During the election run-up last November, Blunt was championing his economic populism to the locals, while denying that he'd become one of the Washington elite (despite his twenty years there). A membership in his lobbyist wife's name to the exclusive Chevy Chase Club wasn't going to play well, so Blunt
lied bent the truth, and said he hadn't applied and had no plans to. A few weeks later he would narrowly defeat Jason Kander by 2.7% and go back to business as usual of lining his pockets through his and his wife's connections.
Source: St. Louis Today
Days before the 2016 election, Missouri Democrats tried to make an issue of a report that Sen. Roy Blunt’s wife, lobbyist Abigail Blunt, was trying to join a tony suburban Washington, D.C., country club.
Allies of Blunt’s opponent, Jason Kander, said it was an example of Blunt’s distance from Missourians. Blunt’s campaign spokeswoman said in October that the senator “had never applied to be a member of a country club and has no plans to join one.”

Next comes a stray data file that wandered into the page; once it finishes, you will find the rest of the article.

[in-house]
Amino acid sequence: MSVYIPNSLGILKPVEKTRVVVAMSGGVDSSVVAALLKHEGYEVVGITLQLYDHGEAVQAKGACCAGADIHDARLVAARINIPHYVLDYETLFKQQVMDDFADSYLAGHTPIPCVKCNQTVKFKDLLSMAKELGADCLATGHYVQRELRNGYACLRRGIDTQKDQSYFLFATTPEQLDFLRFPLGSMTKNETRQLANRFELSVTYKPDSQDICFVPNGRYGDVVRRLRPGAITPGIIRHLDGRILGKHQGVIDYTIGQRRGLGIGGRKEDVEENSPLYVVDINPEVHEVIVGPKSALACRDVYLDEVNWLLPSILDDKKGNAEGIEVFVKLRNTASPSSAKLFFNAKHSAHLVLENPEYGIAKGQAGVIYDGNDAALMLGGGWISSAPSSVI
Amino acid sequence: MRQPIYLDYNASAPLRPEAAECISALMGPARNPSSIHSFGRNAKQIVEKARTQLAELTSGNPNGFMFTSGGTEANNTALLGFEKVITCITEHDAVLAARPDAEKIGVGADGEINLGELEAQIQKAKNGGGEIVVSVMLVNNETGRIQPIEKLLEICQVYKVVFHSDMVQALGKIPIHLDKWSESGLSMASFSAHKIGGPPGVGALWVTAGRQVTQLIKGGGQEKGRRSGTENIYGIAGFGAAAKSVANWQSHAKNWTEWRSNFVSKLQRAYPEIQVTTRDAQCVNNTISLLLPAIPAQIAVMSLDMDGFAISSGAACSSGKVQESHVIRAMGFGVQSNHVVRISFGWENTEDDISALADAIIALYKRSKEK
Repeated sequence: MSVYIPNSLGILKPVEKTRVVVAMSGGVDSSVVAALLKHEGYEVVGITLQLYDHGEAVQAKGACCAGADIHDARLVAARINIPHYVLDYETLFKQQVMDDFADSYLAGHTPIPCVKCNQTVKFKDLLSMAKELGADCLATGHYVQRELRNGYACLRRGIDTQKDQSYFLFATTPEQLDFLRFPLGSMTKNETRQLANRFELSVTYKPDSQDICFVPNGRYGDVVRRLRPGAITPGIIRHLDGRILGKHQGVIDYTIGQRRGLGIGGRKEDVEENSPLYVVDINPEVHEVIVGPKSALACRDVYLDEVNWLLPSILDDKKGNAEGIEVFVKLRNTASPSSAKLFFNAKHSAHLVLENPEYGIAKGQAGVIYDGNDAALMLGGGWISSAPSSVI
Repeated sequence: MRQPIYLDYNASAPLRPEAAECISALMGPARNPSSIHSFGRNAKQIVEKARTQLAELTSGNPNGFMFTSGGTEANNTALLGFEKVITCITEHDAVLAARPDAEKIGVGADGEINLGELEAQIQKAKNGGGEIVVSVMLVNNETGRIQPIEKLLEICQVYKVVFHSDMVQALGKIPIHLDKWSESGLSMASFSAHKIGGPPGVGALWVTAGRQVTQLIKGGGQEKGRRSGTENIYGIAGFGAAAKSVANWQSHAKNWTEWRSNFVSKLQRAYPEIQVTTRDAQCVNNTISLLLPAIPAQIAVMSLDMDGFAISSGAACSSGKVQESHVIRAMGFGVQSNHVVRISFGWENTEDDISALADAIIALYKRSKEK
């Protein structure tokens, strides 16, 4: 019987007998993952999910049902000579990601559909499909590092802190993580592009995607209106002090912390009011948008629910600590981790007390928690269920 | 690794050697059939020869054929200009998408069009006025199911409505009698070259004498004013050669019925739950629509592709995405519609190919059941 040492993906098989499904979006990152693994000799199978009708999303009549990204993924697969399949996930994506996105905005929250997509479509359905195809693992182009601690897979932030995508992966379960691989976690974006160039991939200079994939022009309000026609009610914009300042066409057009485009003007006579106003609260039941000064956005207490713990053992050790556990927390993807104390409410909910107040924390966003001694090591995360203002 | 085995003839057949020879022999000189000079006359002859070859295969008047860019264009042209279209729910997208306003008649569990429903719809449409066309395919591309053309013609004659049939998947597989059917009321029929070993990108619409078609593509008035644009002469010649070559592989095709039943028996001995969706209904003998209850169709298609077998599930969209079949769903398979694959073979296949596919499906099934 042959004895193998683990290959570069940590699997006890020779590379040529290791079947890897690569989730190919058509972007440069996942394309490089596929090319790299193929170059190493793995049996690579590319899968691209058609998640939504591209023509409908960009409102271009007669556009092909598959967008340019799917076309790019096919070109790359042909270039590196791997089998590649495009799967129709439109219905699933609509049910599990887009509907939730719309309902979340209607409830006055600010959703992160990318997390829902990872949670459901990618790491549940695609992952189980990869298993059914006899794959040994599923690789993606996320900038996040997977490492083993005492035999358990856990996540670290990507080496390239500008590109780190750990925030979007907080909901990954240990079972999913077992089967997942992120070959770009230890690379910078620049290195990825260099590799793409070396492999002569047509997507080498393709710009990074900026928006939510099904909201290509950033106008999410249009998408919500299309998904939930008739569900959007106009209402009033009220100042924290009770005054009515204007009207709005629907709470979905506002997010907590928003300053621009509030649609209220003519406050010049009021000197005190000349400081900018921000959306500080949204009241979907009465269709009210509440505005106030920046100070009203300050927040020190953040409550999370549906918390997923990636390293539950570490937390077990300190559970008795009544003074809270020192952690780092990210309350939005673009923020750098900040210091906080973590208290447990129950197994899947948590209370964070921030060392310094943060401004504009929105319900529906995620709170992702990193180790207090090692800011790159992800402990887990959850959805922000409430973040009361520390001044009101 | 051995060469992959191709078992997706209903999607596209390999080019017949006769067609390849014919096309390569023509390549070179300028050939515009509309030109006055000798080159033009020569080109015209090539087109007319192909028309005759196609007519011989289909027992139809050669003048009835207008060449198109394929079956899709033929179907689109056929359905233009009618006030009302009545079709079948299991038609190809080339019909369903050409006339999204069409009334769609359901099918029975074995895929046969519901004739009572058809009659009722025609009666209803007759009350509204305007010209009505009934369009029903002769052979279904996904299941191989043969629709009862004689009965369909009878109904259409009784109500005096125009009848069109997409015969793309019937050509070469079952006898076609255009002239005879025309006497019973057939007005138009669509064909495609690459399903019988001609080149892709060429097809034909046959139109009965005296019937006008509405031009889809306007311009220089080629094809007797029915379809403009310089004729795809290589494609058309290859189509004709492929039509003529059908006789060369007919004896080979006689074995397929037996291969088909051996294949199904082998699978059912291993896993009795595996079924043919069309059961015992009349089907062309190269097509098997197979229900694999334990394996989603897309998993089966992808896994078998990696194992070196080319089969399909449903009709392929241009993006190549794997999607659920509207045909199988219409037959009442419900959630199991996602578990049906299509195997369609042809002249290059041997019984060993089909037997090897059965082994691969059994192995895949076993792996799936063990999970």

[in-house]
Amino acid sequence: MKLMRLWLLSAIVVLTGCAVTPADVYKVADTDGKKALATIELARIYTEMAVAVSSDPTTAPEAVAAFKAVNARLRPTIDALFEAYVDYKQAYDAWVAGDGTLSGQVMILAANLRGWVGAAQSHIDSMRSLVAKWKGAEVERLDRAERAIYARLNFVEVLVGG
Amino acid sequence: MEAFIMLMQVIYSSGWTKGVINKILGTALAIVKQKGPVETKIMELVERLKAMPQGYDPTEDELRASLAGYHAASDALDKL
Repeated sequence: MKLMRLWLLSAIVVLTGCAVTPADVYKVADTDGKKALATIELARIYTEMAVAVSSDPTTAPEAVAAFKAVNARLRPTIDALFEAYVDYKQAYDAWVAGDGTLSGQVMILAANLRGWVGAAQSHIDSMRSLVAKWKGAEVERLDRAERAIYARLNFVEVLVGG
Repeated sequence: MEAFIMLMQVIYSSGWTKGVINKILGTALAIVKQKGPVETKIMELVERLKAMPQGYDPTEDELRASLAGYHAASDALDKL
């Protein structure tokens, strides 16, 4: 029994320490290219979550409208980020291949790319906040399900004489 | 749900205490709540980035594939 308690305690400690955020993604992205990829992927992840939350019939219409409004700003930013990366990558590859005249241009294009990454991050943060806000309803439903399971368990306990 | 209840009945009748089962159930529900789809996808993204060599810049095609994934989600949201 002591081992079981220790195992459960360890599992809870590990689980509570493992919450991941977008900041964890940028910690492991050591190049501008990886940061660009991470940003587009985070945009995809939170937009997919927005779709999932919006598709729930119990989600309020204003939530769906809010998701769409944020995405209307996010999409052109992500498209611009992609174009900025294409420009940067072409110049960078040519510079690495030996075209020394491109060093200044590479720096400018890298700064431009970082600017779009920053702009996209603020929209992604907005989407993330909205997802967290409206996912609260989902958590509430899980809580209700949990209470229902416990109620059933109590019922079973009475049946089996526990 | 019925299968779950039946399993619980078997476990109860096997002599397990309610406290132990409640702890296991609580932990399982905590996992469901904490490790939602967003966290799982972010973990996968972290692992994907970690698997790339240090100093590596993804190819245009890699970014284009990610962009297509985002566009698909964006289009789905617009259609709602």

But now Blunt and his wife are listed as “candidates enjoying summer privileges” at that very club — the Chevy Chase Club. The country club is one of the capital region’s oldest, where Politico last year reported that membership begins with $80,000 up front, plus $600 in monthly fees.
A person familiar with the membership process at the club said the “candidates enjoying summer privileges” list is an early step of a multiyear vetting to fully join the club, and that people who make the list generally become members unless other things, such as financial hardship, intervene.
The Kander campaign called him out on this, of course. But Blunt simply lied about his record and
waltzed snuck back into the U.S.Senate, slick as a whistle.